Use of optical remote sensing data for soil moisture monitoring
Soil moisture plays an essential role in the geo-hazard monitoring. High soil moisture can cause soil liquefaction, which can lead to other geo-hazards like, e.g., landslide and debris flow. High soil moisture has delayed effect on other geo-hazard, by knowing the soil moisture we can predict the potential hazard in advance and minimise it. Traditional methods, such as gravimetric method or applying soil moisture meter, are not suitable for measurement in hazardous areas like, e.g., mine tailings pond and landslide site. Remote sensing technology can solve this problem of data-capturing in hazardous areas. This research applies optical images and thermal images from Landsat as well as the Digital Elevation Model (DEM) data.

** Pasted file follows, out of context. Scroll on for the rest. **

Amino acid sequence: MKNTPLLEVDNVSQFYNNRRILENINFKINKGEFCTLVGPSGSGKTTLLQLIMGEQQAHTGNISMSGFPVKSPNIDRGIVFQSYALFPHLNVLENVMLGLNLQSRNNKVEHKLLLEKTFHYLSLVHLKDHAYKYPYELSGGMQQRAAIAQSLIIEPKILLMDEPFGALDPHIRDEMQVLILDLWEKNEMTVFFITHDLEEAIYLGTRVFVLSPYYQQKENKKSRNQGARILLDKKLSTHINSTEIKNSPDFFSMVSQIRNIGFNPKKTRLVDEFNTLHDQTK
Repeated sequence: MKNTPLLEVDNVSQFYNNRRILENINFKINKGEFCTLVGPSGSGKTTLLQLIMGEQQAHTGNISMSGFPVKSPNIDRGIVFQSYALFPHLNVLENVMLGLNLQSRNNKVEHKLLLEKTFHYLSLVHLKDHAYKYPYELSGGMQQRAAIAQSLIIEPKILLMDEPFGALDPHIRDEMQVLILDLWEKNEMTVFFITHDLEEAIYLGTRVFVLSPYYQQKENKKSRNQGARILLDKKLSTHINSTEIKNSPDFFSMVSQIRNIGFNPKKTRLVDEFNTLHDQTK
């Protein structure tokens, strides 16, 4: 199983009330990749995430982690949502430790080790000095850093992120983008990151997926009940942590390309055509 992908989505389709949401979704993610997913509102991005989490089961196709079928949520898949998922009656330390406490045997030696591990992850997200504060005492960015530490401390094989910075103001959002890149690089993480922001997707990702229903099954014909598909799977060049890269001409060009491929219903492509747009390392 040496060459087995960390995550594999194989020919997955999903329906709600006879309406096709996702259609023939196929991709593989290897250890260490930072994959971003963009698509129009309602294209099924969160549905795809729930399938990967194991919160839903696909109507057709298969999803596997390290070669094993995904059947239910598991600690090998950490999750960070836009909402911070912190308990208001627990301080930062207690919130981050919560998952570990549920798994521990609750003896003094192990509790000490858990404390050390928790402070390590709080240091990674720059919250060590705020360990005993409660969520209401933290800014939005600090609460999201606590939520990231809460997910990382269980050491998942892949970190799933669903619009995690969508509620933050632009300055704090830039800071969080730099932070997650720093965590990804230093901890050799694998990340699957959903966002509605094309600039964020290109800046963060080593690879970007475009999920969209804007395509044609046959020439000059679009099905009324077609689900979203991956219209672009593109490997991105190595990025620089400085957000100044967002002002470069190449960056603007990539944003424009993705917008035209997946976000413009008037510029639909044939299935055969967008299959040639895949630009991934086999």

Soil moisture is connected with Land Surface Temperature (LST) and surface water availability. The new index improved-Temperature-Soil Moisture Dryness Index (iTMDI) reflects the relationship between surface water condition and variation of LST. Therefore, this study aims to use the iTMDI to quantify soil moisture. The DEM-Corrected LST and the Normalized Difference Latent Heat Index (NDLI) are used to generate NDLI-LST triangle space, where NDLI can represent the surface water condition. The index iTMDI is calculated based on the NDLI-LST triangle space. For validation of the obtained soil moisture measures is used ground-based in-situ soil moisture data of an exemplarily region in south Germany in Baden-Württemberg. This validation allows for an assessment of the accuracy of the indices iTMDI and Temperature-Vegetation Dryness Index (TVDI). According to the Land Use and Land Cover (LULC) classification, the relationship between iTMDI and LULC class will be discussed. The result shows that the index iTMDI can be a reliable and efficient indicator to represent the spatial distribution of the soil moisture.